“This is like the Master’s of barbecue,” observes Gary Prater, the renowned Tennessee restaurateur and fellow judge at the Jack Daniel’s World Championship Barbecue. His comparison to golf’s most prestigious competition was on point. Here, beside the historic Jack Daniel’s Distillery,teams from across the country and around the world lit the coals and fanned the flames going head to head in an intense battle of smoking, seasoning and searing.
There’s only one Grand Champion and the 2015 team, Cool Smoke from Richmond, Virginia claimed a fat check and a priceless trophy, barbecue’s counterpart to golf’s Green Jacket.
On a Tennessee Saturday, the 27th year of this event, 96 teams of champions the world over gathered in Jack Daniel’s Hollow beside the renowned distillery to compete for big cash prizes based on barbecue excellence.
For the past decade I have served as a judge at the Jack Daniel’s World Championship Invitational Barbecue in Lynchburg, Tennessee alongside some of the biggest names in food, spirits, music and media to determine the planet’s best of the best barbecue.
You get a taste of Lynchburg, see the international teams parade and enjoy some of the finest barbecue in the world. Award-winning teams from around the planet compete for the coveted title of Grand Champion in seven categories: chicken, pork ribs, pork shoulder/butts, beef brisket, desserts and sauce.
The experience affirms that barbecue is America’s most popular food style, solid bedrock of our culinary heritage. The reasons are apparent. Barbecue requires only food grown and produced here. It has venerable roots and while there have been changes (grills come to mind), the finished dish remains pretty much unchanged.
Taste preferences vary from geographical region, but not as much as one might imagine. The constant is slow cooked meat or fowl and the smoke that waffles from hardwood or good charcoal.
“The Jack,” as the competition is called, forbids gas grills. Natural preparation is the rule.
Famous Dave Anderson, the creator of the acclaimed sauces and condiments found on supermarket shelves coast to coast, is one of the unchallenged kings of barbecue. He also
serves as one of the judges for “The Jack.” Modest and soft-spoken, Dave is a model for entrepreneurial success. The founder of the Famous Dave’s restaurant chain, Anderson is
a Ojibwe and Choctaw Indian and former Assistant Secretary of Indian Affairs in the Department of the Interior. Famous Dave regularly travels the country speaking and is the author of several award-winning books. To him, “The Jack” represents the best of America “combining competition with a celebration of barbecue, our signature food.”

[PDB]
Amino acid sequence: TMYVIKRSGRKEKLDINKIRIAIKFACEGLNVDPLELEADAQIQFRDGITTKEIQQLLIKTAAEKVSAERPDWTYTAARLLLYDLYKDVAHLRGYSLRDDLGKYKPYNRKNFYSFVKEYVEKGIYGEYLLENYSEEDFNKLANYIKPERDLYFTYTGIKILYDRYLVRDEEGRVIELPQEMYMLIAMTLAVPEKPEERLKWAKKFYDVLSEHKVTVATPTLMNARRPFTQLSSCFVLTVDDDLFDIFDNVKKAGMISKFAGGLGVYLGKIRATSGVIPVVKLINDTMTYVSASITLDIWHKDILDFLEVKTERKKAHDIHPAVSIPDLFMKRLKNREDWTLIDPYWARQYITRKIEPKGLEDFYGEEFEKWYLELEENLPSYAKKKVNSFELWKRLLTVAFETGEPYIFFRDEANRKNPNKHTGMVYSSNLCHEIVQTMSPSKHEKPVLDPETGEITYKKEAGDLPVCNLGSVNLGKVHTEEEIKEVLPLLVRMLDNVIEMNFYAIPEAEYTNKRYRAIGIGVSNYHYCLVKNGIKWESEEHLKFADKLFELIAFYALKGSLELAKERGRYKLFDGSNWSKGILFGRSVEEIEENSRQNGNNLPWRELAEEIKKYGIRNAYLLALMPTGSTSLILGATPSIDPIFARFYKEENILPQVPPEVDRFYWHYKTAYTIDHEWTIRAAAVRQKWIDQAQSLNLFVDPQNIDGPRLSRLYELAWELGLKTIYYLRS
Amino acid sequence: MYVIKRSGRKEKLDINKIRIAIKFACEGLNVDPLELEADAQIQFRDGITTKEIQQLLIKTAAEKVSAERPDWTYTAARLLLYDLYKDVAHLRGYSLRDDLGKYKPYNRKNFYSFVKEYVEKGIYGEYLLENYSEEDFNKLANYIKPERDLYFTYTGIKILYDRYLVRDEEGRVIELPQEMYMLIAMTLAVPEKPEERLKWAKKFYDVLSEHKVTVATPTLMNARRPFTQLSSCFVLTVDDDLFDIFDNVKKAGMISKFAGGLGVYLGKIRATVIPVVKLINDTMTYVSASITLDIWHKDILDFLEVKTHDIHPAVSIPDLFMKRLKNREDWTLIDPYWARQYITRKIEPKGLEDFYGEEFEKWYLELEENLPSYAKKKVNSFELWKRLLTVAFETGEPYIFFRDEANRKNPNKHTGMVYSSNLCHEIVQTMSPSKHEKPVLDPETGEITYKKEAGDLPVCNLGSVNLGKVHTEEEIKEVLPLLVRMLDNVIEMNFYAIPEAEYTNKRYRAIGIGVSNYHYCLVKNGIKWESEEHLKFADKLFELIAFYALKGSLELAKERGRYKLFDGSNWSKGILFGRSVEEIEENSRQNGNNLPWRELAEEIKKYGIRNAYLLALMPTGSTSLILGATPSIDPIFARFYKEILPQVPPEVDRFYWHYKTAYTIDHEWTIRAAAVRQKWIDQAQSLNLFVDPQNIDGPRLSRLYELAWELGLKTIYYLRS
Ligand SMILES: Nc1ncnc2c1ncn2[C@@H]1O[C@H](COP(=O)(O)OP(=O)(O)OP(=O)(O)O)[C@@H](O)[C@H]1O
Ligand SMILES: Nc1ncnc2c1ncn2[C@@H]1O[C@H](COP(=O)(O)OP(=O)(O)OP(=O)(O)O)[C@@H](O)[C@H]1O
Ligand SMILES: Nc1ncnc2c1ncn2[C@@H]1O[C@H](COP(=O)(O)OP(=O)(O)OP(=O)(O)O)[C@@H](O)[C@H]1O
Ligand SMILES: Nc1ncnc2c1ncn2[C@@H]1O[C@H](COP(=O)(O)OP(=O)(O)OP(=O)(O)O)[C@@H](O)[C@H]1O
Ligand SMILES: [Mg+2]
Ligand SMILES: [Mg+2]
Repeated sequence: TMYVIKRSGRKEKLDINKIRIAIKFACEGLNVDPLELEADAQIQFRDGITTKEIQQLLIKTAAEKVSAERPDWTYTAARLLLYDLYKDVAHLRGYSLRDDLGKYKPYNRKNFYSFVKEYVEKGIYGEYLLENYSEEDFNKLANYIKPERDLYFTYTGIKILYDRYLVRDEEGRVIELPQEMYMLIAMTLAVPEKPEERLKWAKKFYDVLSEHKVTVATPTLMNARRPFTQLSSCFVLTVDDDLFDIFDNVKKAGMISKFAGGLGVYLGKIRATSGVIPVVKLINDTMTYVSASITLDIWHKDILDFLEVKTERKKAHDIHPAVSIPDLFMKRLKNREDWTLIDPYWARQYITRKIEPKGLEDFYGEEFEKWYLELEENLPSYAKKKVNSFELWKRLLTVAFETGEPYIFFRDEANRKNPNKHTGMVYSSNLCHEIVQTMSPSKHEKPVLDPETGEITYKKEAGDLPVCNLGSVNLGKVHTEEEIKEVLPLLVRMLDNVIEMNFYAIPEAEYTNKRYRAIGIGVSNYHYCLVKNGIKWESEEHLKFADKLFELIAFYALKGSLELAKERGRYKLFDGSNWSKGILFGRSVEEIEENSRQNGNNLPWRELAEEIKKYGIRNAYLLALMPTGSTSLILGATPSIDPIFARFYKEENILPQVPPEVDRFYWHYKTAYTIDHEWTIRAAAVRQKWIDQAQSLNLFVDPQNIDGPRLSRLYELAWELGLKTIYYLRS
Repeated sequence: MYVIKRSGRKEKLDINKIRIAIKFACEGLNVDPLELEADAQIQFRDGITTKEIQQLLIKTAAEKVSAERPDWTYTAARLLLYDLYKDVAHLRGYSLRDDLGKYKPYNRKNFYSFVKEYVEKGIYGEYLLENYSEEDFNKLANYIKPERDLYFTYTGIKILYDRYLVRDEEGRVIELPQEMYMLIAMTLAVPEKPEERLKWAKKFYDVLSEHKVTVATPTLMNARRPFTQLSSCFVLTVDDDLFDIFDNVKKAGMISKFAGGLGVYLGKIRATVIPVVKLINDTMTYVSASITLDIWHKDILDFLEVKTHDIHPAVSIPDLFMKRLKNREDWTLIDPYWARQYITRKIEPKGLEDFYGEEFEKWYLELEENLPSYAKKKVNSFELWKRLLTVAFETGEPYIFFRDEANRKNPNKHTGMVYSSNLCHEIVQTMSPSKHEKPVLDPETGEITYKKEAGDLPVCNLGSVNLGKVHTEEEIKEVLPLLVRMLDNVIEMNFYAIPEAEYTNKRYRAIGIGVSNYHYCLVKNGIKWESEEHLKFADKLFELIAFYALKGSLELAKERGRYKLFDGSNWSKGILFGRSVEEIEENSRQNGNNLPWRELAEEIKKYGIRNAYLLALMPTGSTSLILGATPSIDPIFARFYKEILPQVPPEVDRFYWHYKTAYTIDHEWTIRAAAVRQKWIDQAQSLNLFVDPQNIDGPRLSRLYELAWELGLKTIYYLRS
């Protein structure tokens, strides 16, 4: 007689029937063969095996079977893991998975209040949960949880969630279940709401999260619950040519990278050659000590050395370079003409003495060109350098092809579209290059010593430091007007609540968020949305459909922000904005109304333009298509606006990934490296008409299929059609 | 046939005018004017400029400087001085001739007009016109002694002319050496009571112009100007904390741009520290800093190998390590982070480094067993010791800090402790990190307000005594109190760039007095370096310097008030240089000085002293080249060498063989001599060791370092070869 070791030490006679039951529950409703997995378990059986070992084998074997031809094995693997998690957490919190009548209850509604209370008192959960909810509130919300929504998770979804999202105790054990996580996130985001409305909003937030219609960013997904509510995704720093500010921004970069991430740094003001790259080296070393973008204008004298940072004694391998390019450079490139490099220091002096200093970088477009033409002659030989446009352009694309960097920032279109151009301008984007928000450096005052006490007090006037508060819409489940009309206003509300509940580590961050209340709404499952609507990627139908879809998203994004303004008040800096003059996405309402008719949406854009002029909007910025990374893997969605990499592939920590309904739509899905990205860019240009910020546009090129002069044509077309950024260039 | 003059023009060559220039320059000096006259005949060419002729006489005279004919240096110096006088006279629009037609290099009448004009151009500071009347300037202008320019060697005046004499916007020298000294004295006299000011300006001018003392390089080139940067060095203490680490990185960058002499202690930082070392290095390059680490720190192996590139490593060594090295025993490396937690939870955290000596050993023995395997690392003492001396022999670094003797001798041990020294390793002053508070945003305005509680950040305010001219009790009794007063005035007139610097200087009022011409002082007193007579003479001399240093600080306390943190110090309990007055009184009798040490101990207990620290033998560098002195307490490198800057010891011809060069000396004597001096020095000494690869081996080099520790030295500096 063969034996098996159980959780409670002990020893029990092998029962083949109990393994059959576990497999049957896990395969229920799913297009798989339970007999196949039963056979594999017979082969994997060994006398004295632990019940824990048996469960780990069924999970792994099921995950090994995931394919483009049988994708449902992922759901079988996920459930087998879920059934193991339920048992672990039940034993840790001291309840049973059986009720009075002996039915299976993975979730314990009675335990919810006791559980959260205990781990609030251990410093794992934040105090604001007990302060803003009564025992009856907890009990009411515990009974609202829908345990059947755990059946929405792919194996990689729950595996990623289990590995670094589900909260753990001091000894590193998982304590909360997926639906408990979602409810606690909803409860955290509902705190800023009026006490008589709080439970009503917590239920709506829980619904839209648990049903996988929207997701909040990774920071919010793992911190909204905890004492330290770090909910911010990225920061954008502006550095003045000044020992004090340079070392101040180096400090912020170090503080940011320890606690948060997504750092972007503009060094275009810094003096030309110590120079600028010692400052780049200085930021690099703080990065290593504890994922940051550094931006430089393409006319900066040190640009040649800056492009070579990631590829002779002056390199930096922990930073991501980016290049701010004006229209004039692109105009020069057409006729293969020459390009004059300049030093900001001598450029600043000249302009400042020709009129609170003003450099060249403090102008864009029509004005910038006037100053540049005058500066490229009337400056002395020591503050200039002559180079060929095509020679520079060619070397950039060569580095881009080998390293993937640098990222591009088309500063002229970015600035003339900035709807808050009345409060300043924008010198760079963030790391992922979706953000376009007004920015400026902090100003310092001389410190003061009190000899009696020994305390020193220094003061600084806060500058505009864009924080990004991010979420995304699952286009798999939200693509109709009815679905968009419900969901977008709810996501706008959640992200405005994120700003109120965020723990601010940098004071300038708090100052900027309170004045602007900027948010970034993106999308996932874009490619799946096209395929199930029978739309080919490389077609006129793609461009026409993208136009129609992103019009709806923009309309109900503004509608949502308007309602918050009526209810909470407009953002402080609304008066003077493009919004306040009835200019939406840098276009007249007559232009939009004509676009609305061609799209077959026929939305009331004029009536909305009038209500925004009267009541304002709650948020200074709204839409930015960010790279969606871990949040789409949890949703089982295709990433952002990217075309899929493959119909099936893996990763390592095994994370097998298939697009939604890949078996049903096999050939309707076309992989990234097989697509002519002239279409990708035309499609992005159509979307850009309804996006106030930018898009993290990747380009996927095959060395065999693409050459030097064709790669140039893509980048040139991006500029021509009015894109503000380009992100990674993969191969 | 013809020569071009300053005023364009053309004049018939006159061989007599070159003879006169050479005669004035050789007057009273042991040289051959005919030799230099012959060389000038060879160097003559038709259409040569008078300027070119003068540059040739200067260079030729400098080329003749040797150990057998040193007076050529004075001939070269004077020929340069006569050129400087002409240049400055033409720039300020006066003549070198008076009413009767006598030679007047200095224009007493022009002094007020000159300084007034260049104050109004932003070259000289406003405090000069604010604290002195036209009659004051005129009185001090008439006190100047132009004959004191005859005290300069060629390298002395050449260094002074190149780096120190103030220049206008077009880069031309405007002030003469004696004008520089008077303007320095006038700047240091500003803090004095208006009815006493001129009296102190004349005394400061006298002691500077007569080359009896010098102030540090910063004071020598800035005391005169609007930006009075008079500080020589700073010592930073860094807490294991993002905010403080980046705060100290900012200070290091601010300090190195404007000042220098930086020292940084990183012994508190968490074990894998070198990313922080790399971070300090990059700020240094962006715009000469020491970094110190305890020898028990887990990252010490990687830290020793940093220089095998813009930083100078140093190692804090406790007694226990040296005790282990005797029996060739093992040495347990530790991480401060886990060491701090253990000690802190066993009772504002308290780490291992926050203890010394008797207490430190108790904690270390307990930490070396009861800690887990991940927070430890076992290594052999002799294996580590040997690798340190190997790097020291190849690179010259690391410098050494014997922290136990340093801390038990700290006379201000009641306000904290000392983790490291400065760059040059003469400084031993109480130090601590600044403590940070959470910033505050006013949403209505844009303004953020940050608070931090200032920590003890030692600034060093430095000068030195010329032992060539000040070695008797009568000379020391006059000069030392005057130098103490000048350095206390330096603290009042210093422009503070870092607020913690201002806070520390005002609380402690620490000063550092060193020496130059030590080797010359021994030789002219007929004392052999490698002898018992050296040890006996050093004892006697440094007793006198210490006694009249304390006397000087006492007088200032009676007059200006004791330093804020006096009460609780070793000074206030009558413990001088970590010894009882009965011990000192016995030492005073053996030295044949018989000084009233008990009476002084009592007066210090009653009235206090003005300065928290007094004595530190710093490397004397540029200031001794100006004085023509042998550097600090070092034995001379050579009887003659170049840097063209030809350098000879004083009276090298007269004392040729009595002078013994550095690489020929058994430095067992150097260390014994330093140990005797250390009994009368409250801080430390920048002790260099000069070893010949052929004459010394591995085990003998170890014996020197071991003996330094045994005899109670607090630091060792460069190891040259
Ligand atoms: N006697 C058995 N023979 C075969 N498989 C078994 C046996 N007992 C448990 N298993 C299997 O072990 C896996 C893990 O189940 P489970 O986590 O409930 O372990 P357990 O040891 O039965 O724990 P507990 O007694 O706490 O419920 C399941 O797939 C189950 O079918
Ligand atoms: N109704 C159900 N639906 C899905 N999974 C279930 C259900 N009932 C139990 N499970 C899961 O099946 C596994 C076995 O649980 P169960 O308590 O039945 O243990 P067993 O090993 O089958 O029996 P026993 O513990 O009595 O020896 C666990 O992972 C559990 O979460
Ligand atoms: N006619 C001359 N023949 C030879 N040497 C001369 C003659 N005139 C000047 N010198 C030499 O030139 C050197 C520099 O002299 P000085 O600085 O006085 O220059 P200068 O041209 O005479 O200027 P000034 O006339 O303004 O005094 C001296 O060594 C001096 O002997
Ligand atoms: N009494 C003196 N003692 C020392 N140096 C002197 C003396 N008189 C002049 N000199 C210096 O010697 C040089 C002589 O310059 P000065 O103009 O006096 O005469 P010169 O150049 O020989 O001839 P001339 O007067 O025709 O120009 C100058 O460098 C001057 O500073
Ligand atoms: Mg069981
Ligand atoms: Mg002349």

Jack Daniel’s Master Distiller Jeff Arnett brings pizzazz to his fabled Tennessee whiskey and the barbecue event. It was Arnett who was instrumental in the highly successful commemorative Frank Sinatra limited edition of Jack Daniel’s. Through Arnett, I learned that Sinatra so loved this Tennessee product that a bottle was placed at his request by his family into his casket. It’s a long journey and a fellow can get mighty thirsty. The charismatic Arnett is only the seventh Master Distiller in Jack Daniel’s storied history.
If you’ve been to rural Ireland, Lyncburg and nearby countryside will seem quite familiar. Music is everywhere. Children and adults intermingle with ease and there is an overriding custom where strangers are treated as friends. Dine at Bell Buckle Café in the fairyland village of Bell Buckle and you get solid country cooking while being entertained by live country, bluegrass or jazz music. It’s also a reminder that the area isn’t far from Nashville, America’s “Music City.”
Dinner at Cortner Mill Restaurant, an early 1800’s grist mill beside the mighty Duck River in Normandy, Tennessee, is emblematic of Tennessee’s evolving gourmet culinary culture that retains a Southern accent.
David Hazelwood’s romantic restaurant also hosts wine dinners with as much flair and imagination usually confined to big cities like Atlanta. After judging barbecue, I joined an audience of diners there for a South African wine dinner where white and red wines from South Africa were seamlessly paired with local Tennessee food.
Lynne Tolley, the great grandniece of Jack Daniel, studied food and nutrition at the University of Georgia and is one of Jack Daniel’s Master Whiskey Tasters. A noted cookbook author, Ms. Tolley shared some tips about using Jack Daniel’s Tennessee Whiskey in cooking. It is a wonderful substitute, she said, for vanilla flavoring and works magic with stewed apples.
A grizzled griller cook offered some advice: a jigger of Jack Daniel’s in a pint of hand crafted barbecue sauce adds some wonderful mojo.Also, slow cooking on the back yard grill using wood from old Jack Daniel’s barrels is transformational. Jack Daniel’s, the top selling American whiskey in the world, goes down smoothly served any way you like and is forever part of barbecue enjoyment.